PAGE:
St. Ambrose’s Changing Climates organization hosted a virtual community roundtable discussion Monday night on Nov. 16 to talk about water resources in the Quad Cities.
Representatives from the City of Davenport, River Action, Iowa American Water and other community representatives discussed challenges, opportunities and future pathways related to water availability and quality across our region. They also answered questions from student members of the SAU student environmental group, Green Life. Audience members also had the chance to submit questions, which the panelists answered as well.
Dennis Tarasi, assistant professor of biology, hosted the event. Carolyn Graham, SAU junior and Green life member, moderated the discussion.
“I thought it was very great and very informative. The panelists were knowledgeable. They were willing to share lots of information, and they were clearly enthusiastic about the topic. I think it was a very successful event and people were able to learn a lot from it,” Dennis Tarasi said.
This was the first time SAU hosted an environmental roundtable discussion virtually. Around 30 audience members from both SAU and the local community were able to attend the virtual event.
“I am not from Davenport so I know very little. I am from Illinois and just transferred here, so most of the information was new to me,” Carolyn Graham said.
Tarasi says he hopes at the very least the audience members realized things they took for granted like clean drinking water.
“There are a lot of parts of the world where they don’t have as much access to water treatment plants or effective chemicals to try to treat some of the concerns they have in their water,” Tarasi explained. “We are very fortunate here and hopefully the audience was able to take that away and we have a lot of people who are invested in public well being and we have the resources to do that.”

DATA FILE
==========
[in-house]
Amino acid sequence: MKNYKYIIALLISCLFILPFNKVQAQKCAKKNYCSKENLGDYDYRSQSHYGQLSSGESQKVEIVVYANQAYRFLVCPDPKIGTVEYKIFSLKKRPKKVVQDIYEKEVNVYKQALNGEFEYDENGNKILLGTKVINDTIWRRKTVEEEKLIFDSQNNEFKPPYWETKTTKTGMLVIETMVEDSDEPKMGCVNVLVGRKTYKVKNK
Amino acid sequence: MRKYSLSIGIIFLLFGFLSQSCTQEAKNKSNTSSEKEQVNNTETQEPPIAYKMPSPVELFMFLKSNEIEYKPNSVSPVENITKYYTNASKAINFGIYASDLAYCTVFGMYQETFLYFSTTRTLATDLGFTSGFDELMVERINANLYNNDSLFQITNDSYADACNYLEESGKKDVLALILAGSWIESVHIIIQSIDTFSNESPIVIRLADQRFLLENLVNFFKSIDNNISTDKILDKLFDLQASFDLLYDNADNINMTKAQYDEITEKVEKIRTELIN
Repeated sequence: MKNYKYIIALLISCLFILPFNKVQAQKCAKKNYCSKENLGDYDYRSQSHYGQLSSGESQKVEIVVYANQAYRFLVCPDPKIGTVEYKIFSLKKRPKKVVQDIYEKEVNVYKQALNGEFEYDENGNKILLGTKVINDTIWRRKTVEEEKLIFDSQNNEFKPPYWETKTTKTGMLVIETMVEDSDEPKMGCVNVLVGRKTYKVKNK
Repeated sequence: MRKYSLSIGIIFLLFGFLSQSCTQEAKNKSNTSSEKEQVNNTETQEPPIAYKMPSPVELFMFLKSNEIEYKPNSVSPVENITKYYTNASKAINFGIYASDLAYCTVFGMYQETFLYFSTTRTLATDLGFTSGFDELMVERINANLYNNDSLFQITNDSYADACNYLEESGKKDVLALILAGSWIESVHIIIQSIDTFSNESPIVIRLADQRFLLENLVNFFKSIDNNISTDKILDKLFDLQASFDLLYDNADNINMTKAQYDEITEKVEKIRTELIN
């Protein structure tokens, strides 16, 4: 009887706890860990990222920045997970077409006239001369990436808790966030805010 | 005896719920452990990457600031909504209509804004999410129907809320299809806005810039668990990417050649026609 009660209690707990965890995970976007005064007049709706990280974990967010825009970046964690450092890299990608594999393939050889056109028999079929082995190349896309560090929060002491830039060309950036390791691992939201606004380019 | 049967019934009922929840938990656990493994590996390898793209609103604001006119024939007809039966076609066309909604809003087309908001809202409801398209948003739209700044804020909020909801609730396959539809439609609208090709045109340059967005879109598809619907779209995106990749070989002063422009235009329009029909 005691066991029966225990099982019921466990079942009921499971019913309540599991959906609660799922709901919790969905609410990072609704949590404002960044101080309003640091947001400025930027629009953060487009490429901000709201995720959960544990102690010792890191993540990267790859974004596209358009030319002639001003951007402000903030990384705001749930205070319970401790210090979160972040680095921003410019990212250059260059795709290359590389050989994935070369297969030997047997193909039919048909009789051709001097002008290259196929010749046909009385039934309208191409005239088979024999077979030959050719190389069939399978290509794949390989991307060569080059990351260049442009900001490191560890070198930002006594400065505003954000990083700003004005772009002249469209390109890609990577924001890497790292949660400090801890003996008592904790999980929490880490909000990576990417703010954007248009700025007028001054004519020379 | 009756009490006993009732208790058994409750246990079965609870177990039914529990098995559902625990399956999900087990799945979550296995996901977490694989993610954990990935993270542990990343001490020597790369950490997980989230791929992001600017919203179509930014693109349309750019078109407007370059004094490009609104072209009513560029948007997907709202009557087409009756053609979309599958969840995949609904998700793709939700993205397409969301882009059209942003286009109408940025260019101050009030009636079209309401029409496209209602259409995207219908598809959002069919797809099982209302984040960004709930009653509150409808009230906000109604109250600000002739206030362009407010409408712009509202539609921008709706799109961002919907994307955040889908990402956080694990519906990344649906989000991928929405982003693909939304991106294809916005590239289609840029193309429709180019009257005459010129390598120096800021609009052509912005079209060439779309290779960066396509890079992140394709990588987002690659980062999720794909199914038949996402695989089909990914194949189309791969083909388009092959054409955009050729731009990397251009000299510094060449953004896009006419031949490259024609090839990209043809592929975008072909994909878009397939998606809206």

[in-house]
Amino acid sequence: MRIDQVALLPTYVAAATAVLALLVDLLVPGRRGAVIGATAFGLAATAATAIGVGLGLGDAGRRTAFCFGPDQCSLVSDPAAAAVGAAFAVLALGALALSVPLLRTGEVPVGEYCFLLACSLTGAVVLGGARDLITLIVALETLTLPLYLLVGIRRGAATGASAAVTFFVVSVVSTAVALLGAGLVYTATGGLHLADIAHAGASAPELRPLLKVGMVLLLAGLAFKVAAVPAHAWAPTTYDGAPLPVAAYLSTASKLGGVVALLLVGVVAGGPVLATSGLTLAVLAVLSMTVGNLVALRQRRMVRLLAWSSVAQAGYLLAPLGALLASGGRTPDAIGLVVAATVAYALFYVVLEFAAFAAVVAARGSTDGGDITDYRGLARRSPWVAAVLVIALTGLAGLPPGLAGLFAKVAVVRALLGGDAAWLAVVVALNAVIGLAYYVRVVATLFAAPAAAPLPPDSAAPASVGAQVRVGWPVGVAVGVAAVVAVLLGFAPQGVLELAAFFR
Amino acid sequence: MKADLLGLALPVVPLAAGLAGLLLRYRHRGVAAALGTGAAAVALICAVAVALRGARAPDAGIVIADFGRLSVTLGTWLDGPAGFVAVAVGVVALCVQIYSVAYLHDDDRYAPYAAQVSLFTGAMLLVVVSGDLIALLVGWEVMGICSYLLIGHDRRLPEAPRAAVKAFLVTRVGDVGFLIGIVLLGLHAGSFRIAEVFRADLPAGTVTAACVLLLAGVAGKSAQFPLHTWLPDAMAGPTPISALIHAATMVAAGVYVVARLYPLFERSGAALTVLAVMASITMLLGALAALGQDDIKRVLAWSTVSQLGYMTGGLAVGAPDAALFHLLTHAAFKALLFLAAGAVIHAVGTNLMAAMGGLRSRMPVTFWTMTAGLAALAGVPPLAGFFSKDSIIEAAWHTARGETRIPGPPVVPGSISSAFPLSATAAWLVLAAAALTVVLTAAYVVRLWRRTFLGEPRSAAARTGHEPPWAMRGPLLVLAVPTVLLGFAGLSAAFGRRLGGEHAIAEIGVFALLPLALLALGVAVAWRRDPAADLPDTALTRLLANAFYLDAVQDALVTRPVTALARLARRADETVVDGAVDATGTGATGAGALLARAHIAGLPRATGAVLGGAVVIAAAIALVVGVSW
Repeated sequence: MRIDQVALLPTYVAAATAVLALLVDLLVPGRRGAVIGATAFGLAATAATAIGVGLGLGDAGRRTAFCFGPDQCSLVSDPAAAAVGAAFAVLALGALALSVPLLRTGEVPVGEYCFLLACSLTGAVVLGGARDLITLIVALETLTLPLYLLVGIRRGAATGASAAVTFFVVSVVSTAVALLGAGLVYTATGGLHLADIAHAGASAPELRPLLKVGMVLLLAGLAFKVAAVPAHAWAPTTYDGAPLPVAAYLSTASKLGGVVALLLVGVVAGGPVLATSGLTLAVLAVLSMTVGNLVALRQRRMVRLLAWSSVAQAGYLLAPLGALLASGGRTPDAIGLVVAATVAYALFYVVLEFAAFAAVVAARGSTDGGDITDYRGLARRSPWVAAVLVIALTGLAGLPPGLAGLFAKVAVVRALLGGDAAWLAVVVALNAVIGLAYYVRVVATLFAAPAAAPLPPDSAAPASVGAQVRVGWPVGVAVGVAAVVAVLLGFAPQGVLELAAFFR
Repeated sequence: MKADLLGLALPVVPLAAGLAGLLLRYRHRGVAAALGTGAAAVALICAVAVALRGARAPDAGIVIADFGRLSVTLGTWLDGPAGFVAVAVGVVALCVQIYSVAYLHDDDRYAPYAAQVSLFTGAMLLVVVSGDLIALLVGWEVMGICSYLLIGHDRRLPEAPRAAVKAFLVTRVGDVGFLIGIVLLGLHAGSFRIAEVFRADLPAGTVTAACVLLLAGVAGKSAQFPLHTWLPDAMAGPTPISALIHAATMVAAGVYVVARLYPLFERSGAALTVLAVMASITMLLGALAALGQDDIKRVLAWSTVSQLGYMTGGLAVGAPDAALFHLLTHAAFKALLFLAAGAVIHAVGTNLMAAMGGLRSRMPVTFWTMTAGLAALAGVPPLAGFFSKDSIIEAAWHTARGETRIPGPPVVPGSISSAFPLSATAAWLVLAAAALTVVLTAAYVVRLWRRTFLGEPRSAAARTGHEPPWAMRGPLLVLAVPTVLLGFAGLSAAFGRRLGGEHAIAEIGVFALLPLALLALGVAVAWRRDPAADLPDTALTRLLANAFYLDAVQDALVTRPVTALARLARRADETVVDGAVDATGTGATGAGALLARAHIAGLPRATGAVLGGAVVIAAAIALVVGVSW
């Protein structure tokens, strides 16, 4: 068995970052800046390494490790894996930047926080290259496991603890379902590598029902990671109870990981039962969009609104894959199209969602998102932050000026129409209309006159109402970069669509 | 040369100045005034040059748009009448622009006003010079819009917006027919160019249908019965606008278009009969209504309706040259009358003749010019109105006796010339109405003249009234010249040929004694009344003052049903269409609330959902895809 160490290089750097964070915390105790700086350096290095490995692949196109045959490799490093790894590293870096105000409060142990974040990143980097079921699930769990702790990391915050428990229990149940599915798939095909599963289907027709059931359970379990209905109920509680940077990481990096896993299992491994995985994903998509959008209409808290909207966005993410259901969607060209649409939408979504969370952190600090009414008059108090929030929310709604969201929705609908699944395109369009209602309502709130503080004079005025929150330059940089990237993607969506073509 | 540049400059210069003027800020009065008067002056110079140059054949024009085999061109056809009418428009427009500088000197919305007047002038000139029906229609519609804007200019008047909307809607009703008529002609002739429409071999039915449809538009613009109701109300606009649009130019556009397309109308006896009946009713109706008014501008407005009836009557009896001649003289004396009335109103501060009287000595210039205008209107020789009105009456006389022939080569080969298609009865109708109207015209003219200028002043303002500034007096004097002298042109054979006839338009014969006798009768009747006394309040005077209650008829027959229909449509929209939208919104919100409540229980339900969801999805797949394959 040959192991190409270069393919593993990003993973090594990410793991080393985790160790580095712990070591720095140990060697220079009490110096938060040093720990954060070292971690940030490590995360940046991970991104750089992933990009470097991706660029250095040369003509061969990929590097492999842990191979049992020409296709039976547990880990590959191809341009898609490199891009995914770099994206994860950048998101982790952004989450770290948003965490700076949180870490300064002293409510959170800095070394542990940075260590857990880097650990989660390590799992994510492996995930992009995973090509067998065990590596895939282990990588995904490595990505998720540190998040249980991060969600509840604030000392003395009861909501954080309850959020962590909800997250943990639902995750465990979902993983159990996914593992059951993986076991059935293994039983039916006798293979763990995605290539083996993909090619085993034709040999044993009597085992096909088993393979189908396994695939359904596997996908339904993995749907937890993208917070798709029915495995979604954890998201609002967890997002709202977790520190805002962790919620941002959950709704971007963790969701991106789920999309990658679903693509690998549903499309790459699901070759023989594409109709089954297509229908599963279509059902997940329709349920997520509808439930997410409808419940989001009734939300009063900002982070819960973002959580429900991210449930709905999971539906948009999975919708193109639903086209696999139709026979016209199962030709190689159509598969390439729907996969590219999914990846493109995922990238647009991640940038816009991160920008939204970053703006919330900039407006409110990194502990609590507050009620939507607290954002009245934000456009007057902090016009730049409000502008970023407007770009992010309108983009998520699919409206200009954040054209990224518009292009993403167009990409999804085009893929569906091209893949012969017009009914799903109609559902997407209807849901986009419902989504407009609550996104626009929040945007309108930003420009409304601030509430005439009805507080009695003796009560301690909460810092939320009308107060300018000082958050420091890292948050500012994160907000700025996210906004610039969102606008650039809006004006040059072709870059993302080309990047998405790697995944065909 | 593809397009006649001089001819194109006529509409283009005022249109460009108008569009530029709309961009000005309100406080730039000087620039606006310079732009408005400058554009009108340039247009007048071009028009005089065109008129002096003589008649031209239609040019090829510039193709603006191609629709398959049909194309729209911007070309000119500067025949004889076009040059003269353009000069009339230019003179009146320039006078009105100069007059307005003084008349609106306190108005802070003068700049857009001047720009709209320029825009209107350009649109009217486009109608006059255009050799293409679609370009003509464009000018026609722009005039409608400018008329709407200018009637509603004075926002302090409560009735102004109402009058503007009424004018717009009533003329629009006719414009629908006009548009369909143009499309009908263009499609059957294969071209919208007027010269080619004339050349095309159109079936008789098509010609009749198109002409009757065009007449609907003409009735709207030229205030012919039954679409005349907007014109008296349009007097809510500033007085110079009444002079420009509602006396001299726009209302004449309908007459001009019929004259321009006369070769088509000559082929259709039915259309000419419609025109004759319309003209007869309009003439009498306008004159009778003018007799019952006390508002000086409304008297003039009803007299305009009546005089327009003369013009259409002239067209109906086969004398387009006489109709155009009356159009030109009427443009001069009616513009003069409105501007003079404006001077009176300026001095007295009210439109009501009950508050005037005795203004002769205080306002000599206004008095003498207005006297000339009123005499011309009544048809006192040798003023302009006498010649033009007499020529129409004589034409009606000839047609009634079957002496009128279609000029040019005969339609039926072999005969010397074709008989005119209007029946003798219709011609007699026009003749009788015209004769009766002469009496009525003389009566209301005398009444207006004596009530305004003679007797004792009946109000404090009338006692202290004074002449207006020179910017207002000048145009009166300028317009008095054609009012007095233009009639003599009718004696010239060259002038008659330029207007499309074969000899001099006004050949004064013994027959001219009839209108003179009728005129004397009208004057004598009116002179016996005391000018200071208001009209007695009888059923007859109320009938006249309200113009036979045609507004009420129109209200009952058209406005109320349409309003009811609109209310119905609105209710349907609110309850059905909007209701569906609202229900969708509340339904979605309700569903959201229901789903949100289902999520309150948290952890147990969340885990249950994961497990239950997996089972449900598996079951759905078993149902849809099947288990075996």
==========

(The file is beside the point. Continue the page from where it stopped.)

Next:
Panelists in the discussion also talked about how there are a lot of individual efforts to improve water quality in the Quad Cities.
“Volunteering and helping with stream cleanups is one strategy, as well as cleaning up after yourself and avoiding litter,” Tarasi said. “There are also ways to get involved with local community nonprofits. For example, River Action was a very popular community organization in the Quad Cities.”
“The City of Davenport will be hosting a good neighbors, good community roundtable discussion in the future,” Tarasi said.
SAU’s Changing Climates organization plans on continuing the discussion on social issues next spring with virtual discussions open to the public.
“We are also going to be having a very high ranking military officer who is going to be talking about pandemics and infectious diseases and other components like that in the spring,” Tarasi said. “In April, we will see a couple of very interesting discussions involving social concerns in very different sorts of veins concerning ethics and theology and philosophical concerts that will tie into the environment.”
For more information about the Changing Climates program, visit www.sau.edu/changingclimates